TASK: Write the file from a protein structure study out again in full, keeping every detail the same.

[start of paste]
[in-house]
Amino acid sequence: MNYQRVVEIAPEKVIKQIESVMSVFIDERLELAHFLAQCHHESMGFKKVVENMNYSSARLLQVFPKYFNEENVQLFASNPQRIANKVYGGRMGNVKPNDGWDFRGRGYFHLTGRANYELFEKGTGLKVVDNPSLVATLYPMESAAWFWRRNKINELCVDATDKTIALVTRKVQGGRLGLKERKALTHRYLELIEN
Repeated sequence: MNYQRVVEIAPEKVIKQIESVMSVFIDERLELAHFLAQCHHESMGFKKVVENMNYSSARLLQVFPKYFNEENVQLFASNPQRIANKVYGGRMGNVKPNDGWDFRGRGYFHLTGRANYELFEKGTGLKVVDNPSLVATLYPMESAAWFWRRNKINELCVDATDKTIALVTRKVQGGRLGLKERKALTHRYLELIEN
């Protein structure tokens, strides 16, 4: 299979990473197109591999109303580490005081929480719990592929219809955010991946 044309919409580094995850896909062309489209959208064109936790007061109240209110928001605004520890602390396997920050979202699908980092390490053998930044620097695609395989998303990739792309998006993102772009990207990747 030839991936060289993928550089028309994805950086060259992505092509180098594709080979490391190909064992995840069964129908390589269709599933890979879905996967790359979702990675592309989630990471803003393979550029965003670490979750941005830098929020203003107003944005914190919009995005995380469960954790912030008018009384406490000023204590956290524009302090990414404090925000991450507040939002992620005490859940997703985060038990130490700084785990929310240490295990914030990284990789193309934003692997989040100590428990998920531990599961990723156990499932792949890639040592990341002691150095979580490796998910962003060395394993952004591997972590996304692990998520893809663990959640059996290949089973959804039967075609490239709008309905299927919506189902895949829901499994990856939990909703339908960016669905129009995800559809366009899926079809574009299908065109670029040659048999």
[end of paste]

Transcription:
[in-house]
Amino acid sequence: MNYQRVVEIAPEKVIKQIESVMSVFIDERLELAHFLAQCHHESMGFKKVVENMNYSSARLLQVFPKYFNEENVQLFASNPQRIANKVYGGRMGNVKPNDGWDFRGRGYFHLTGRANYELFEKGTGLKVVDNPSLVATLYPMESAAWFWRRNKINELCVDATDKTIALVTRKVQGGRLGLKERKALTHRYLELIEN
Repeated sequence: MNYQRVVEIAPEKVIKQIESVMSVFIDERLELAHFLAQCHHESMGFKKVVENMNYSSARLLQVFPKYFNEENVQLFASNPQRIANKVYGGRMGNVKPNDGWDFRGRGYFHLTGRANYELFEKGTGLKVVDNPSLVATLYPMESAAWFWRRNKINELCVDATDKTIALVTRKVQGGRLGLKERKALTHRYLELIEN
């Protein structure tokens, strides 16, 4: 299979990473197109591999109303580490005081929480719990592929219809955010991946 044309919409580094995850896909062309489209959208064109936790007061109240209110928001605004520890602390396997920050979202699908980092390490053998930044620097695609395989998303990739792309998006993102772009990207990747 030839991936060289993928550089028309994805950086060259992505092509180098594709080979490391190909064992995840069964129908390589269709599933890979879905996967790359979702990675592309989630990471803003393979550029965003670490979750941005830098929020203003107003944005914190919009995005995380469960954790912030008018009384406490000023204590956290524009302090990414404090925000991450507040939002992620005490859940997703985060038990130490700084785990929310240490295990914030990284990789193309934003692997989040100590428990998920531990599961990723156990499932792949890639040592990341002691150095979580490796998910962003060395394993952004591997972590996304692990998520893809663990959640059996290949089973959804039967075609490239709008309905299927919506189902895949829901499994990856939990909703339908960016669905129009995800559809366009899926079809574009299908065109670029040659048999």